The Horse, the Wheel and Language

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The Horse, the Wheel, and Language: How Bronze-Age Riders from the Eurasian Steppes Shaped the Modern World (ISBN 0-691-05887-3) is a 2007 book by David W. Anthony, which won the Society for American Archaeology's 2010 Book Award.[1]

General scheme of Indo-European migrations from ca. 4000 to 1000 BCE according to the Kurgan hypothesis (not based on Anthony's book).

The book explores the origins of Indo-European languages (now spoken by three billion people) in the context of the domestication of the horse and invention of the wheel in the Eurasian Grass-Steppe of the temperate grasslands, savannas, and shrublands. The relevant archaeological evidence for the early origins and spread of the Indo-European languages is examined, giving support to a version of the Kurgan hypothesis. A key insight is that early expansions of the area in which Indo-European was spoken were often due to "recruitment", rather than due only to military invasions. With the Yamna culture as a nucleus candidate, the original recruitment would be to a way of life in which intensive use of horses allowed herd animals to be pastured in areas of the Ukrainian / South Russian steppe outside of river valleys. According to Anthony's researches, the earliest effective domestication of horses occurred in approximately the same period and geographical area where the Indo-European languages started to spread. The splitting off of the major branches of Indo-European (except perhaps Greek) can be correlated with archaeological cultures showing steppe influences, in a way that makes sense chronologically and geographically in light of linguistic reconstructions.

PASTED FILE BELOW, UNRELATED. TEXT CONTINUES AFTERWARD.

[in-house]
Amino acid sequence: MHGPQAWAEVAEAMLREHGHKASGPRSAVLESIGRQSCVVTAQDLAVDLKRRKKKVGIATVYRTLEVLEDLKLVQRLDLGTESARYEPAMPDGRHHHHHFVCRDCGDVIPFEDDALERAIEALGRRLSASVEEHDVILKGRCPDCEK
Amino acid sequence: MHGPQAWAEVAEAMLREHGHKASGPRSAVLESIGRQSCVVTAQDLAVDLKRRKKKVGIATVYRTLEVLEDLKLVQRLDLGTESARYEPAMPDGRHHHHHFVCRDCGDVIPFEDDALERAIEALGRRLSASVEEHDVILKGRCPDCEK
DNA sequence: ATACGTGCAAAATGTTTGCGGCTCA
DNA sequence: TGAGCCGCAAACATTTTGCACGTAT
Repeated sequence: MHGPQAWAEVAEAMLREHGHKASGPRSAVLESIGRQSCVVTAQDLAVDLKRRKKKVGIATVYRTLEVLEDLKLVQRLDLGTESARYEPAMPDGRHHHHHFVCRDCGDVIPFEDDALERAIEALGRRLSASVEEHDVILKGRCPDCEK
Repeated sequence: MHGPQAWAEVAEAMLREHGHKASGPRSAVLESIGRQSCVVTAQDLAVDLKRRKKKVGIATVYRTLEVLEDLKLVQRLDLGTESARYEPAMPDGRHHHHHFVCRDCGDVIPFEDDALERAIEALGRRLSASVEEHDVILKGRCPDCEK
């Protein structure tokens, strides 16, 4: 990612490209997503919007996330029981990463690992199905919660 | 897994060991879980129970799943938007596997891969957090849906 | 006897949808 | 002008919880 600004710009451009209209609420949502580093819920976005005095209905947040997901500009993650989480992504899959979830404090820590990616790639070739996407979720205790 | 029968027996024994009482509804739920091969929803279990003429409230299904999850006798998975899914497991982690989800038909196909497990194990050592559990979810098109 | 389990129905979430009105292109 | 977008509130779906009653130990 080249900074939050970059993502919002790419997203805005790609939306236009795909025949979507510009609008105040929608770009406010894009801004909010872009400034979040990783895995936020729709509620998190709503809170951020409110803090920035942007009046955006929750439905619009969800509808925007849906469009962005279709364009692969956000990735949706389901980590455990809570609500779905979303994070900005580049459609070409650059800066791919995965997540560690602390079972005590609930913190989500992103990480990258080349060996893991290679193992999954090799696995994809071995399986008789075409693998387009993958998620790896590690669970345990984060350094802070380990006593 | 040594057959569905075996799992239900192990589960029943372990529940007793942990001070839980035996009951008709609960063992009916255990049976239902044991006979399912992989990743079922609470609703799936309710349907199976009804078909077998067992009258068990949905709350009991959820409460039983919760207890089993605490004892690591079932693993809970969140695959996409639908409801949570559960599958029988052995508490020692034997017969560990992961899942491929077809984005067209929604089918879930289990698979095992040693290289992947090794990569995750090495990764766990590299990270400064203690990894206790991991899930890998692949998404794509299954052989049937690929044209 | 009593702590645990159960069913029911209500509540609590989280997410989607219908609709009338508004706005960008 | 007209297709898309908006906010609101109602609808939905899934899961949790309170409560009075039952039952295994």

1. ^ "The Horse, The Wheel and Language". 

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